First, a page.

Introducing Dignity Therapy
5 MINUTE READ
As I write this, I’m looking at a book on my desk. It’s a book I had a hand in producing, and yet I didn’t write it. It was written by Penny. It is Penny’s story. How the book came about is a story in itself. But first let me introduce you to Penny.
Penny was a patient in the Palliative Care Ward where I work. She was 80 years old, suffering from metastatic endometrial cancer, and bed bound. When I met Penny she was sitting up in bed, her long silver hair pulled up into a tight bun. At first she eyed me with suspicion; after all, I was the “chaplain”, and by her own admission she wasn’t at all religious. Indeed, it became immediately obvious that she was very angry about her upbringing in a very religious household, which had turned her off anything… and anyone… who reminded her of that past.
Soon, though, as we began to talk, Penny softened and slowly told me her story. Penny had grown up in country NSW in a large and strict family, and at a young age had been sent away to boarding school. Tragically, she’d experienced physical abuse there. Later, as a young woman, she’d endured a broken engagement, had a child out of wedlock, and had suffered biting criticism from family members. She had been emotionally hurt by many people throughout her life. She knew little of the worth and value that she had, though she was made in the image of God and deeply loved by him (Genesis 1:26, Psalm 36:7).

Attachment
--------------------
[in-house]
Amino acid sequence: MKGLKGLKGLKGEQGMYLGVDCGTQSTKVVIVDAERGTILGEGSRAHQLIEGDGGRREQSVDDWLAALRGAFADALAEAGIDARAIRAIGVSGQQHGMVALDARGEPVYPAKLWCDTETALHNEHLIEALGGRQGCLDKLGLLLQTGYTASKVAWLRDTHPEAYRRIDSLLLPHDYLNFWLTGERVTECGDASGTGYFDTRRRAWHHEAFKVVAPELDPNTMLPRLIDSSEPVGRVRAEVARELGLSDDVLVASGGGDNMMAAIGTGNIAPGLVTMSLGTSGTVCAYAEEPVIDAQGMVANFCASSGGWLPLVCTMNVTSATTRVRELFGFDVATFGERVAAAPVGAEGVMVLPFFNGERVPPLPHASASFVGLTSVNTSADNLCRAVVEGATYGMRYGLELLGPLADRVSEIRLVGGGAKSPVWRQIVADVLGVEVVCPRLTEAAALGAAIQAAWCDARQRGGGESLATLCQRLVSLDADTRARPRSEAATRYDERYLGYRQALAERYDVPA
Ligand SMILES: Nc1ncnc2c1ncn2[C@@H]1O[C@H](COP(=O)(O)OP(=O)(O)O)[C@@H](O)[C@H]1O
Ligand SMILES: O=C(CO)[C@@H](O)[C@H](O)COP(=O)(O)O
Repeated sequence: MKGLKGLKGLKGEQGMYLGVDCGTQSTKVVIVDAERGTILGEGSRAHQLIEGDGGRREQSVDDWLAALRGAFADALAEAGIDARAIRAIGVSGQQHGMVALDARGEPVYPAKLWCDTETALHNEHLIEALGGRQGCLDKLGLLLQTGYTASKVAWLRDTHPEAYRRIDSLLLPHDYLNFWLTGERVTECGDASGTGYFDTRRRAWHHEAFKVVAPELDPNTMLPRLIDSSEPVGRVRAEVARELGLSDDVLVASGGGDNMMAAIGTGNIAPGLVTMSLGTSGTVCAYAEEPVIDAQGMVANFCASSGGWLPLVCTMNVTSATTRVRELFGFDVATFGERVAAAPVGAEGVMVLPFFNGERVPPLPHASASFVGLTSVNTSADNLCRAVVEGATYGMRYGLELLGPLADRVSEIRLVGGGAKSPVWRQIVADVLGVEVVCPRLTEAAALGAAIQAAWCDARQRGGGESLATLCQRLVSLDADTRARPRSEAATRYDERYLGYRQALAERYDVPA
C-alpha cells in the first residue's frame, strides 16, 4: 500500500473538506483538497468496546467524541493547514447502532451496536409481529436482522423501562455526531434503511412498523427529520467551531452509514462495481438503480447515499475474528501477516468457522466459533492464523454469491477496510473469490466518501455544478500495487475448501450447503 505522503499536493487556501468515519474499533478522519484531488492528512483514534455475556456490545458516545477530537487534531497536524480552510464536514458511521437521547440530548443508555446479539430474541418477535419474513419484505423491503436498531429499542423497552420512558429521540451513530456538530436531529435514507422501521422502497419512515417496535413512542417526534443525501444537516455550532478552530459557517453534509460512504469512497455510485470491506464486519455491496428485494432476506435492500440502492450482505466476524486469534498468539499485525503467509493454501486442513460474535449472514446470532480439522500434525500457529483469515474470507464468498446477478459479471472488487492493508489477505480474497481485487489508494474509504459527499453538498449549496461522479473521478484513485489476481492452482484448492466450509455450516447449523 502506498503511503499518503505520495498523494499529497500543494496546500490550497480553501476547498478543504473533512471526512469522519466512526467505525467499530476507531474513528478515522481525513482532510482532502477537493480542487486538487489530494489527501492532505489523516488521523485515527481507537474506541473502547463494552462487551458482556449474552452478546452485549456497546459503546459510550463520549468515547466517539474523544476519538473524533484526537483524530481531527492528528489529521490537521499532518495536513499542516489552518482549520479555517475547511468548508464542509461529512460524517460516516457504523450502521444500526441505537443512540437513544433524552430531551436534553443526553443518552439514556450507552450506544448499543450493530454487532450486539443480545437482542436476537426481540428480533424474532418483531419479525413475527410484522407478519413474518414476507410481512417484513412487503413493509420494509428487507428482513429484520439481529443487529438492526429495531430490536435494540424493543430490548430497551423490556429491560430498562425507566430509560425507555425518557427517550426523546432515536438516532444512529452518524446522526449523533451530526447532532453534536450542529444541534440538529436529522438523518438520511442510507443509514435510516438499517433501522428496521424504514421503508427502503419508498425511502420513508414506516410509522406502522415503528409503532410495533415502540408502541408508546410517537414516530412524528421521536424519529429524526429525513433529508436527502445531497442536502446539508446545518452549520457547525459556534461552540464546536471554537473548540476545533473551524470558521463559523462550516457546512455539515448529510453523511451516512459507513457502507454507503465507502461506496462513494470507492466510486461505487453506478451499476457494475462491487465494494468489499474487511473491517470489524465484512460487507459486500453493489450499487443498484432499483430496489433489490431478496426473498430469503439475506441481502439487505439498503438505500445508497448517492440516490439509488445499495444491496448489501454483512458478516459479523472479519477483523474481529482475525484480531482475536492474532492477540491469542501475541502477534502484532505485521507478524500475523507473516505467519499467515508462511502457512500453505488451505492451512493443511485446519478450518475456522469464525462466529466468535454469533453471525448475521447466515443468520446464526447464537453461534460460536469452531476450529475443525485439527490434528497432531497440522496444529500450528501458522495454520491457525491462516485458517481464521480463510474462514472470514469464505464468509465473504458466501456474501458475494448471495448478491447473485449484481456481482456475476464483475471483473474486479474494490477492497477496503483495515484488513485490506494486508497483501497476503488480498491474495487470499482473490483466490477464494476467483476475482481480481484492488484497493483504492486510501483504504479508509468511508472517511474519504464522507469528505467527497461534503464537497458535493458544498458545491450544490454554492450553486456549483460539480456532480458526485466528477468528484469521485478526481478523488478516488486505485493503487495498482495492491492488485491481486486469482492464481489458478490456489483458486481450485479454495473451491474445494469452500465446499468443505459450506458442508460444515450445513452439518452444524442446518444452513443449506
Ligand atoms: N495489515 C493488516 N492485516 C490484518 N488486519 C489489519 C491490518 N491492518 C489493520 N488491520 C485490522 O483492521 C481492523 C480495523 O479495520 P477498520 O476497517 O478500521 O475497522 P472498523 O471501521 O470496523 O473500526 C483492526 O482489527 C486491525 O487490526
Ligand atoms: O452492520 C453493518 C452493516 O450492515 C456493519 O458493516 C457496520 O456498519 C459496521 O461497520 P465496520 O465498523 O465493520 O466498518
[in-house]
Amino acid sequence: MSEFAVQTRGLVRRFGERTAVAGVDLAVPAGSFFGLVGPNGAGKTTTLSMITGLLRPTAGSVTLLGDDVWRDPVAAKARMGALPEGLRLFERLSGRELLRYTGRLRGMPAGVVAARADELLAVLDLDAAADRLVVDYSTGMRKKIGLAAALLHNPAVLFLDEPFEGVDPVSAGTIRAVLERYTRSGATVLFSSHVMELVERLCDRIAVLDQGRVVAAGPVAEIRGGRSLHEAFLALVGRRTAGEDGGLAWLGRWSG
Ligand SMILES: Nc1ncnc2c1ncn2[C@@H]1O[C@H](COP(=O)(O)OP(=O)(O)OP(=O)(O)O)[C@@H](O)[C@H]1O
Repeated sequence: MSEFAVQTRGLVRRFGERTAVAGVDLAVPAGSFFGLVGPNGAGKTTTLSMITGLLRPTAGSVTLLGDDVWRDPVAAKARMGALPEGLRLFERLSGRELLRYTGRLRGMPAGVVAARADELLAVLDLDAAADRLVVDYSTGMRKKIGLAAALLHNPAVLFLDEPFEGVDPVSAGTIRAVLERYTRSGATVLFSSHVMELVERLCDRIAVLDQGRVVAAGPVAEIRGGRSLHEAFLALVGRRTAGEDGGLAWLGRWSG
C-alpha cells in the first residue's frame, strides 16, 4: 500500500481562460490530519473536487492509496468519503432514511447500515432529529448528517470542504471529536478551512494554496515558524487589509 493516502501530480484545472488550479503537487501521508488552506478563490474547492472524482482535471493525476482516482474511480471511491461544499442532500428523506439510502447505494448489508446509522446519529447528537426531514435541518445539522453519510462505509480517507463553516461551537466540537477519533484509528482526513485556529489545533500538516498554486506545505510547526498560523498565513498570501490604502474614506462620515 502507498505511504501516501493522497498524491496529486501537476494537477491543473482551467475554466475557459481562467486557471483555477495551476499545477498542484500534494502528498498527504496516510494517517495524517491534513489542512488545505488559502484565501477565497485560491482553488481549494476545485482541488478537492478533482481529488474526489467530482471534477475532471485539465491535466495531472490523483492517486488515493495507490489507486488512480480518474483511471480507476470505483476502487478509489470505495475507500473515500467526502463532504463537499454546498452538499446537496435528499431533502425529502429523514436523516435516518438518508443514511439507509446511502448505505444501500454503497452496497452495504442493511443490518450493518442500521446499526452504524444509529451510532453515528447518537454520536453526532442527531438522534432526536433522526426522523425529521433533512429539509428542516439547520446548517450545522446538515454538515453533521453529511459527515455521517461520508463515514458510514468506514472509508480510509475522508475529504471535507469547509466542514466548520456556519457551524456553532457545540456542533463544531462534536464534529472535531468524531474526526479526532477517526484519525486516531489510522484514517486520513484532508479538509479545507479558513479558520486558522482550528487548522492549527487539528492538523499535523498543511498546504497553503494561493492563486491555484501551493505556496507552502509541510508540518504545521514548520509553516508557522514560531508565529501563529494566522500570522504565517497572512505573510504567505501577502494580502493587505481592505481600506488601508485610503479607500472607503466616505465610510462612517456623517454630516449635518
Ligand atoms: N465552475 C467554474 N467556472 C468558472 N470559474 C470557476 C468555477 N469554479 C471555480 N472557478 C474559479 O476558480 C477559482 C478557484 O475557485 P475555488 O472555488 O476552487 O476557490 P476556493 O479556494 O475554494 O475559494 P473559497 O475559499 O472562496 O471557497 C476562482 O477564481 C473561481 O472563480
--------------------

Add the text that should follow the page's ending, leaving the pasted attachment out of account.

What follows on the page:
Her son, Adrian, was the light of her life. He was a gifted university academic, and Penny often spoke of how proud she was of him. Of course, Adrian knew most of his mother’s stories, and yet it was clear that in the retelling of the account of her life, there were feelings that Penny had never shared with Adrian – her hopes and dreams for him, her love for him. She was also worried about him. He was single, and she longed for him to have a family of his own. But she found it difficult to talk to him face-to-face, and this was distressing to her, especially as she knew her time was short.
Introducing Dignity Therapy
It was then that I realised that Penny would be an excellent candidate for a specialised intervention to which I had been introduced only weeks before: Dignity Therapy. In short, Dignity Therapy is a way of capturing a person’s story in writing so that hopes and wishes for loved ones can be expressed, and so “live on” after death, thereby conserving and enhancing dignity.
Dignity Therapy was developed by Canadian Palliative Care physician, Harvey Chochinov.1 His research indicated that many people with a life-limiting illness have dignity-related concerns. In one study, over 87% of patients reported that their sense of dignity was most likely to be influenced by end-of-life worries, such as not being treated with respect or understanding, and feeling like they didn’t matter anymore.2
Dignity Therapy dignifies the patient through the process of engaging in a directed and captured conversation. This conversation is built around a set of questions called the “Dignity Therapy Protocol Questions” (which are presented to the patient for review before the therapy begins). Questions include: